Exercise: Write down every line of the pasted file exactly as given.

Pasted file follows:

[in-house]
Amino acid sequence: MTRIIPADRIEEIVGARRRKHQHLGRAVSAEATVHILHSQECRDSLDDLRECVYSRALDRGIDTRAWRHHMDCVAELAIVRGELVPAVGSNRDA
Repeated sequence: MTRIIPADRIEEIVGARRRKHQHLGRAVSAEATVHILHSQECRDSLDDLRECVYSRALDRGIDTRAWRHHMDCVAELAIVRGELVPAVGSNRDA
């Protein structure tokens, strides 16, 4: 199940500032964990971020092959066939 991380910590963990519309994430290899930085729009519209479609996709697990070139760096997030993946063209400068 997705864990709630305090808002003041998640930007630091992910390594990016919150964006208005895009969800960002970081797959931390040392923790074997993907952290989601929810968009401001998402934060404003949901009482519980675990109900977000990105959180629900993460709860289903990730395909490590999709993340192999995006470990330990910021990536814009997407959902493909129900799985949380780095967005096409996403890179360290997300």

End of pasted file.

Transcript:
[in-house]
Amino acid sequence: MTRIIPADRIEEIVGARRRKHQHLGRAVSAEATVHILHSQECRDSLDDLRECVYSRALDRGIDTRAWRHHMDCVAELAIVRGELVPAVGSNRDA
Repeated sequence: MTRIIPADRIEEIVGARRRKHQHLGRAVSAEATVHILHSQECRDSLDDLRECVYSRALDRGIDTRAWRHHMDCVAELAIVRGELVPAVGSNRDA
């Protein structure tokens, strides 16, 4: 199940500032964990971020092959066939 991380910590963990519309994430290899930085729009519209479609996709697990070139760096997030993946063209400068 997705864990709630305090808002003041998640930007630091992910390594990016919150964006208005895009969800960002970081797959931390040392923790074997993907952290989601929810968009401001998402934060404003949901009482519980675990109900977000990105959180629900993460709860289903990730395909490590999709993340192999995006470990330990910021990536814009997407959902493909129900799985949380780095967005096409996403890179360290997300």